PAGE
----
Peru’s Ministry of Foreign Trade and Tourism (Mincetur, by its Spanish acronym) has announced that it is working on designing a program that would exempt foreign travelers from paying sales tax in Peru.
Tourism is an enormous industry in Peru —- the third-largest, behind fishing and mining — and this move would aim to increase the number of tourists who visit the South American nation and incentivize them to spend more money while traveling.
Mincetur estimates that the tax-free ticket would, on average, increase spending by $500 USD per foreign tourist, tremendously benefiting artisans, restaurant owners, local tour operators, and others that rely heavily on foreign tourism for their incomes.
Accordingly, the proposal has support from the direct beneficiaries of the tourism industry, as well. Heddy Espinoza, president of Apotur (Peruvian Association of Operators of Receptive and Domestic Tourism), praised it for how it would “produce higher consumption.”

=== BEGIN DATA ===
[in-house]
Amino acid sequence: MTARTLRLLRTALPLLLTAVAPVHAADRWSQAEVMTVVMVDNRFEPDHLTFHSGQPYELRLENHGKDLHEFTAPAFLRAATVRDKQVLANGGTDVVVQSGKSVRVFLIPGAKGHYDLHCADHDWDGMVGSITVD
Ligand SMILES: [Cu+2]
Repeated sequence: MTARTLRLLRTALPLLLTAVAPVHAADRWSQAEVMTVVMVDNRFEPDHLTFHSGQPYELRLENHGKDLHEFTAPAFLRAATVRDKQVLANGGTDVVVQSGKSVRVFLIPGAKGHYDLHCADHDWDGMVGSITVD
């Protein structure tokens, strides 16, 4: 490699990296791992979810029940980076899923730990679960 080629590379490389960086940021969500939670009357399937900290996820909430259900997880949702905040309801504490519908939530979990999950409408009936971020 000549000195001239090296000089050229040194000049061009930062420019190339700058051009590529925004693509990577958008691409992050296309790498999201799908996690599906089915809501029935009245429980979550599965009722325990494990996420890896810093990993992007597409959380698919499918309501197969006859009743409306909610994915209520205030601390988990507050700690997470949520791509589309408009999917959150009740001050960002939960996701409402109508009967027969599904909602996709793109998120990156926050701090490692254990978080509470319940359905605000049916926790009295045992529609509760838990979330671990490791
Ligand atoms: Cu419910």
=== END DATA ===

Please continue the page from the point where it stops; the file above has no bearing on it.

Espinoza also applauded the proposal on its probable introduction of more foreign currency into the Peruvian tourism economy.
The way the tax-free system would work is relatively straightforward: Mincetur would have an office in Peru’s airport where, on the way out of the country, international travelers would be able to turn in their receipts from their trip and receive a reimbursement for the sales taxes they paid.
There are still some pieces to be put in place before the tax-free ticket can be made official. Primarily, Mincetur has to establish the infrastructure to manage the program, which includes the surprisingly tricky task of finding a place in Lima’s Jorge Chavez Airport to house an office.
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